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Could proposed contactless limit increase lead to a rise in fraud?

The Financial Conduct Authority (FCA) has announced it may increase the current contactless payment limit to more than double its current level. Up until the global Covid-19 outbreak, there was a £30 limit per transaction on contactless payments made by card, increasing to £45 in early 2020. Officials are now considering yet another increase to £100.

Reno Charlton
· 3 min read

The Financial Conduct Authority (FCA) has announced it may increase the current contactless payment limit to more than double its current level. Up until the global Covid-19 outbreak, there was a £30 limit per transaction on contactless payments made by card, increasing to £45 in early 2020. Officials are now considering yet another increase to £100.

While contactless card payments have provided increased convenience for many people, they have also made life easier for fraudsters. To complete a contactless transaction, all the user has to do is tap the card on the machine. The fact that no PIN or other details are required means that fraudsters can easily make transactions if they steal or find someone's contactless card.

In the past, those using stolen or found cards for contactless transactions were limited to just £30, or, more recently, £45. However, an increase to £100 per single transaction could lead to more significant financial losses for the victims of this type of card fraud. Fraudsters have found it easy to commit theft by using contactless technology, and contactless card fraud has been on the rise over recent years.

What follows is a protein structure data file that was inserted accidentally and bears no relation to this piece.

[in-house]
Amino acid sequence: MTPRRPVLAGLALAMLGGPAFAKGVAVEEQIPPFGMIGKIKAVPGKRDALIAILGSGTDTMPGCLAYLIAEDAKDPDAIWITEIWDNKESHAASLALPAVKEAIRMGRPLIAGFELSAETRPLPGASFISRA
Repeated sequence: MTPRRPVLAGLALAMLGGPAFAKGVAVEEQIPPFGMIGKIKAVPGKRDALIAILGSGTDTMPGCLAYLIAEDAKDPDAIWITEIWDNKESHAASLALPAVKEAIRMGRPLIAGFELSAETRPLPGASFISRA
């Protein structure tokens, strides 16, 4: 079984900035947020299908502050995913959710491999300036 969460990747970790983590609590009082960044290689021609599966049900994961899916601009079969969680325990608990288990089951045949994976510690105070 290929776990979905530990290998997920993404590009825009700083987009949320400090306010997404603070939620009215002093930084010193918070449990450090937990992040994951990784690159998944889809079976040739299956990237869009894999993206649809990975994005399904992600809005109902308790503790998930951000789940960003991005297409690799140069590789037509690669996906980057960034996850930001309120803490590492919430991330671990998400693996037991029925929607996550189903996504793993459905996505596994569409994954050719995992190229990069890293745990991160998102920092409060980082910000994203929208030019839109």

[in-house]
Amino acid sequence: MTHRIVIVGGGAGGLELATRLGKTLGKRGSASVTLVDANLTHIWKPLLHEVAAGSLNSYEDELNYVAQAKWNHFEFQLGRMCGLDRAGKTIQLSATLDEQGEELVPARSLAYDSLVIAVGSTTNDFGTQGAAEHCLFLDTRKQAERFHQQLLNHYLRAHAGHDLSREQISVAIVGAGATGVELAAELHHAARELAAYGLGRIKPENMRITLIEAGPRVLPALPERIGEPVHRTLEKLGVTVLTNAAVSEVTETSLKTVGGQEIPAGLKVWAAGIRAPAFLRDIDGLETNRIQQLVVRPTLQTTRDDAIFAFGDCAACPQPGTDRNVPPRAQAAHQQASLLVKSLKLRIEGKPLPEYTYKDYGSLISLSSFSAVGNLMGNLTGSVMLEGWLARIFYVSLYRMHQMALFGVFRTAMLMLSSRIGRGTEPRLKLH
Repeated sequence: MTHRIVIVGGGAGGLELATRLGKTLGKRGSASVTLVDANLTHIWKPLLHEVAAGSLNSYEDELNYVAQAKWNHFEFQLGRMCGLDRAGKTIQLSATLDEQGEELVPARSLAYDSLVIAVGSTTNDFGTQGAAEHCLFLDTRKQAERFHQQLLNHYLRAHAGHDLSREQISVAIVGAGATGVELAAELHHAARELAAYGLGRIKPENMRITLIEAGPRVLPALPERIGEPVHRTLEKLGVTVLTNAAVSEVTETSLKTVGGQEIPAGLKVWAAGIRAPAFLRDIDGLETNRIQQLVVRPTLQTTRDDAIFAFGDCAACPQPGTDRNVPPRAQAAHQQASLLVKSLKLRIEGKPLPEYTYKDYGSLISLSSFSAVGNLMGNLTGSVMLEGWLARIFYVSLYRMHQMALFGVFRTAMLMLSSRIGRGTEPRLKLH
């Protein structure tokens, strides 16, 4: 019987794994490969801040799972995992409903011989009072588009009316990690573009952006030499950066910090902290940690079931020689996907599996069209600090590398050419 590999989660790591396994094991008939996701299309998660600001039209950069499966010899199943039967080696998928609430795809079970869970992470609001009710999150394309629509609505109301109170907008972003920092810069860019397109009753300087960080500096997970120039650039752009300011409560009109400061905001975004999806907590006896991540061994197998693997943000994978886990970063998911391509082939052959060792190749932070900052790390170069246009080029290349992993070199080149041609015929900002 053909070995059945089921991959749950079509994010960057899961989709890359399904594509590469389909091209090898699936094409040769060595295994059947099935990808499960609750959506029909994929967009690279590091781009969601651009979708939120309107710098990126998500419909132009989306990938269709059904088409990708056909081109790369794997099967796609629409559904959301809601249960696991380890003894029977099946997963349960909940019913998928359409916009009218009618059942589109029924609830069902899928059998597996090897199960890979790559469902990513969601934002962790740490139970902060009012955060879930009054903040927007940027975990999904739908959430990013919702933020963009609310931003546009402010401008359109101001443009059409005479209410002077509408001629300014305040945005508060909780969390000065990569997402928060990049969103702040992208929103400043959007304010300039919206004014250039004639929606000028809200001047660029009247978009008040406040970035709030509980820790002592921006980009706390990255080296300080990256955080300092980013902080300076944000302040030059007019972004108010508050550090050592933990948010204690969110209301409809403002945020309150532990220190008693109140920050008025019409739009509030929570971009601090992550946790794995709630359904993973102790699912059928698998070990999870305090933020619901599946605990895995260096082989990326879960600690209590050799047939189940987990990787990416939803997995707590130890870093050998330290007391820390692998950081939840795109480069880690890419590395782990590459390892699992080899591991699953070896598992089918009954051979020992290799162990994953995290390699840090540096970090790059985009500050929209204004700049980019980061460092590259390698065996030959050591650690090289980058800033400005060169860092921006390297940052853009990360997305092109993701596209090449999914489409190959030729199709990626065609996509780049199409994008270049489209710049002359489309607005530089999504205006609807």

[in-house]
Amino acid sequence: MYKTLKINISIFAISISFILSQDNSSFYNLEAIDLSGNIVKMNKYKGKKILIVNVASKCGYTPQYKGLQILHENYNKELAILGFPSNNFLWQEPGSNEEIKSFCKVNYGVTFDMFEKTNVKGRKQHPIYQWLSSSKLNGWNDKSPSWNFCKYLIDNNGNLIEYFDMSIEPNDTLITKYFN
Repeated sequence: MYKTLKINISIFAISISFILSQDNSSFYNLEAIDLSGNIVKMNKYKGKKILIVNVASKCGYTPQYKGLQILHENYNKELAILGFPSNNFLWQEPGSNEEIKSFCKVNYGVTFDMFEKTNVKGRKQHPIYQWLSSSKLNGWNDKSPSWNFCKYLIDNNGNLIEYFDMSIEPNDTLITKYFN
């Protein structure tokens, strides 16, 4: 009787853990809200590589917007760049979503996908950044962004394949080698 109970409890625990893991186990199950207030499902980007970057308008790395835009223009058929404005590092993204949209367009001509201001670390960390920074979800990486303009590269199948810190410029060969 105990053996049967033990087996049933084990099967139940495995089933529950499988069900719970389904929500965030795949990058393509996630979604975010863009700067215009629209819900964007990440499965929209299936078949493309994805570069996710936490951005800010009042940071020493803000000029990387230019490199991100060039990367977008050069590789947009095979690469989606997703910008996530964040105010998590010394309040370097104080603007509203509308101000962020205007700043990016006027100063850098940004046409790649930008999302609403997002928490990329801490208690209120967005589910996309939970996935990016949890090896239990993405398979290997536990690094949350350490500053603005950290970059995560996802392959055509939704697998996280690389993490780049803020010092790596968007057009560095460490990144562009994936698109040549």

Accelerating towards a cashless economy and society

In recent years, cash use in the UK has gradually declined, and significantly so since the start of the pandemic. Over the past year, many businesses such as retailers and eateries have stopped accepting cash. More and more consumers have had to make payments with cards instead.

Many people are worried about the UK becoming a cashless society, particularly older people and those on low incomes who rely more on cash. An increase in the per-transaction contactless limit could further accelerate the UK's journey toward becoming a cashless society. People can obviously complete far bigger transactions with a £100 rather than £30 limit. 

This move could mean that more retailers ask for payments to be made by card rather than cash. It could also encourage more people to use contactless technology rather than cash because of the higher limit.

Potential upsides of the limit increase

While the increase in the contactless limit may cause worry for some, there are also potential advantages to consider.

In the current climate with Covid-19 still wreaking havoc across the nation, many people are more comfortable using plastic than cash. The limit increase means that they will be able to do this with greater ease, as they can make higher-value transactions of up to £100.

In addition, it could benefit older people who struggle to remember their PIN. People often write their PIN down and carry it with them, which leaves them more open to fraud and potentially unprotected if they try to claim for fraudulent transactions. With an increase in the contactless limit, card users will find it easier to make purchases even if they cannot remember their PIN.

FCA to consult on the changes

No decision has yet been confirmed regarding the proposed contactless limit increase. However, the FCA has stated it will be consulting on the limit change ‘shortly’. In a statement, the FCA also said, "It is important that payments regulation keeps pace with consumer and merchant expectations." 

It is also worth noting that although the FCA can change the boundaries for contactless limits, it is individual card issuers that will decide what limit to offer within those boundaries.

Reno Charlton

Reno Charlton

Reno Charlton has been writing since 2003. She has worked with a diverse client base around the world, across a variety of subjects and industry areas, specialising in lifestyle and health & wellbeing niches. In addition to her online work, Reno is also a published author and has written several children's books and short stories.
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